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Tuesday, 22 February 2011
Page: 997

Mr STEPHEN JONES (9:42 PM) —I rise to speak on the Tax Laws Amendment (Temporary Flood Reconstruction Levy) Bill 2011 and cognate bill. We are joined in this debate because of the staggering dimensions of the floods in Queensland, the floods affecting northern New South Wales, the floods affecting north-west Victoria, and Cyclone Yasi, events that occurred between November and January-early February this year. Combined they quite possibly represent our most extensive natural disaster. The way that we respond to a disaster defines us as individuals, but it also defines us as a nation. It also defines us here as a parliament: it defines our humanity, our capacity to manage the recovery and our capacity as leaders.

It is appropriate to start my contribution to this debate by expressing my condolences to the families and friends of the 35 people who lost their lives in the flooding that occurred of the Lockyer Creek and the Bremer and Brisbane rivers between 10 and 12 January; the unfortunate loss of one life in Cyclone Yasi; and the terrible destruction of properties and communities in northern Victoria. I can only imagine the trauma experienced by the people in each of these regions and everyone else who faced the full force of this unprecedented natural disaster.

Like everyone in this place, I was deeply moved by the stories of courage and endurance and also by the remarkable community spirit that many Australians showed in the aftermath of the floods and the cyclone by joining in the clean-up effort and generously donating money to the Premier’s flood appeal. Many thousands of dollars, goods and materials were donated by people from my electorate of Throsby, and I pay tribute to the generosity and the volunteering spirit of those people who donated their time, effort and money to the recovery effort. In this place, many fine, heartrending speeches were given by members on both sides of the House, and I pay tribute to the members who, through great difficulty, have attempted to represent the feelings, the emotions and the people of their region in this place.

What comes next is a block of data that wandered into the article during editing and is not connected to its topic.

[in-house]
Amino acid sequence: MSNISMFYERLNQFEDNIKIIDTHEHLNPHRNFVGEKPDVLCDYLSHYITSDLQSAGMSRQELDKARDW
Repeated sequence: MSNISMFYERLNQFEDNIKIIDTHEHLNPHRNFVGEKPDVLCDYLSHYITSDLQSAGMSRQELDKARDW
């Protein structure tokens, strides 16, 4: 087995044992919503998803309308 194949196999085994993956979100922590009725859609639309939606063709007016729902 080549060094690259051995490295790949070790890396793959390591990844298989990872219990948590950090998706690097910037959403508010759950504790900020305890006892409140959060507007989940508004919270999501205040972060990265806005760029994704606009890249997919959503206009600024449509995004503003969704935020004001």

The damage that has been caused by the recent flooding is unprecedented, and the task of rebuilding is indeed significant. While the damage to roads alone is yet to be precisely determined, local governments estimate that some 90,000 kilometres of roads have been damaged and will need to be repaired or rebuilt. This figure does not include federal highways, state roads or railways. These recent floods and the cyclone may well end up being the most costly disasters in Australia’s history. The Queensland Treasury told the recent inquiry that they estimate that economic growth in that state alone for 2010-11 will drop by 2.5 per cent to 1.25 per cent. Our own Treasury’s estimate is that the floods will take up half a per cent of growth from our 2010-11 estimates.

The reconstruction task is going to take a lot of time and a lot of money. Initial estimates put the cost to the Commonwealth budget at somewhere close to $5.6 billion and, as the Prime Minister and the Treasurer have told members in this place, the risks are on the upside. Our challenge is how we rebuild Queensland, Northern Victoria and New South Wales at the same time as ensuring the rest of the economy continues to recover from the global financial crisis, the worst crisis to grip our country in over 100 years and one that many parts of the world have yet to recover from. It is also to ensure how we rebuild these regions at the same time as we manage an economy which we are sometimes told is running at two speeds but which I believe is probably more accurately described as running at three or even four speeds—that is to say, the economic growth and the capacity constraints that we are feeling in some areas of our country are not evenly spread.